The Universe (matthias) (Timothy Y. Chow)
linnebo at gmail.com
Fri Jul 17 04:42:51 EDT 2020
Yes, the strict potentialist regards all statements of first-order
arithmetic as meaningful. And yes, on the analysis Shapiro and I provide,
the strict potentialist can prove every theorem of Heyting arithmetic. For
details, see Theorem 3 and footnote 31.
As for second-order arithmetic, I claimed that the potentialist (whether
liberal or strict) is not "entitled" to full second-order arithmetic --
even if he accepts the combinatorial conception of classes (as completely
arbitrary collections of antecedently available objects). This isn't
because some second-order statements are deemed meaningless. Rather, it is
because all the classes will be finite. After all, at any stage, there are
only finitely many natural numbers available to serve as members of a
class, understood combinatorially.
> Date: Wed, 15 Jul 2020 12:30:30 -0400 (EDT)
> From: "Timothy Y. Chow" <tchow at math.princeton.edu>
> To: fom at cs.nyu.edu
> Subject: Re: The Universe (matthias)
> Message-ID: <alpine.LRH.2.21.2007151218190.704 at math.princeton.edu>
> Content-Type: text/plain; charset=US-ASCII; format=flowed
> Oystein Linnebo wrote:
> > Second, consider a potentialist who is *strict*, roughly in the sense
> > she insists not only that *every object* is generated at some stage or
> > other, but also that *every truth* is accounted for at some stage or
> > On the analysis that Shapiro and I provide, a strict potentialist is only
> > entitled to intuitionistic logic, not classical -- with obvious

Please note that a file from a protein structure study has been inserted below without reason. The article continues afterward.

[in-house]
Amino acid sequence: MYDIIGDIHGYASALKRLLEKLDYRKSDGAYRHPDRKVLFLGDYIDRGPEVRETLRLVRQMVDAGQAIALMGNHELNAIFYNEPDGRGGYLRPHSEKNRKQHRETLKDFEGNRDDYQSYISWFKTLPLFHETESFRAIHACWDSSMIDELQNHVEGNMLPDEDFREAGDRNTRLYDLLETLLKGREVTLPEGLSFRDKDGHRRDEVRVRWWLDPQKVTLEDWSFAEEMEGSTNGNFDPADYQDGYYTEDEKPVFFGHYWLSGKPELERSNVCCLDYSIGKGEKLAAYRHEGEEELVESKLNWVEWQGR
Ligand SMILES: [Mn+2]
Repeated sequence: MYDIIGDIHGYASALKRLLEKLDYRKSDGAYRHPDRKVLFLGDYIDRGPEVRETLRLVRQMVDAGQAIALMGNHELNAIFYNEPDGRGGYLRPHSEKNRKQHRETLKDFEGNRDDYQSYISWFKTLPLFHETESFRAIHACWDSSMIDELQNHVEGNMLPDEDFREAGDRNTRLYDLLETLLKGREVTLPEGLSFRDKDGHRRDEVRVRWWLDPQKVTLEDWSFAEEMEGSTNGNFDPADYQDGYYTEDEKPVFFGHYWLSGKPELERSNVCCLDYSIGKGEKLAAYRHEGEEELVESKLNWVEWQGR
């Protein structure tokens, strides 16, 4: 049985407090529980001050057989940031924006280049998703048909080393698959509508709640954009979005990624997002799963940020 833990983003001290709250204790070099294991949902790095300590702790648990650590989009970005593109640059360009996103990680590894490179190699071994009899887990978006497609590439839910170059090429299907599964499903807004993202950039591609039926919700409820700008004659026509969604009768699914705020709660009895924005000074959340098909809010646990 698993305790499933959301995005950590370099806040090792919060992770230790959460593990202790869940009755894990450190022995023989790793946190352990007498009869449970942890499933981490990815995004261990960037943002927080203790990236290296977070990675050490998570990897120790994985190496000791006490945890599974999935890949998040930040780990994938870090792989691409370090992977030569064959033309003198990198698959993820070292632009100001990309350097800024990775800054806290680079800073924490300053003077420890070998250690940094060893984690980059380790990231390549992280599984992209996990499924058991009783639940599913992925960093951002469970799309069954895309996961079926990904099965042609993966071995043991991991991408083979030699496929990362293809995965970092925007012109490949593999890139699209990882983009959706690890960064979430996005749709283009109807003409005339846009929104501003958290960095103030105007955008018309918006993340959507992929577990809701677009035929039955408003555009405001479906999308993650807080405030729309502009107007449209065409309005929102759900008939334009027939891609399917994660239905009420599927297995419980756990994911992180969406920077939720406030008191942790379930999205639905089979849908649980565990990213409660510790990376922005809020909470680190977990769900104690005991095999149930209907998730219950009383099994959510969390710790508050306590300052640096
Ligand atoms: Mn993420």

> > consequences already for first-order arithmetic.
> Thanks for your response. I take it that "Paul" (the potentialist)
> accepts all statements of first-order arithmetic as meaningful? In
> particular, Paul would accept "Given a Turing machine M and an input x, M
> either halts or doesn't halt on input x" as a meaningful statement, but
> wouldn't be able to prove it. Can Paul prove all theorems in Heyting
> arithmetic, or are there further restrictions?
> > First, while the actualist is entitled to full second-order arithmetic,
> > the potentialist is not, at least not on a combinatorial conception of
> > the classes of numbers (in which case every such class that is ever
> > generated is finite).
> Could you please clarify what you mean when you say that the potentialist
> is not "entitled" to full second-order arithmetic? Does this mean that
> there are statements in full second-order arithmetic that the potentialist
> does not even accept as *meaningful*? Are there examples of statements in
> second-order arithmetic that Paul accepts as meaningful but cannot prove
> (other than the first-order examples already mentioned above)?
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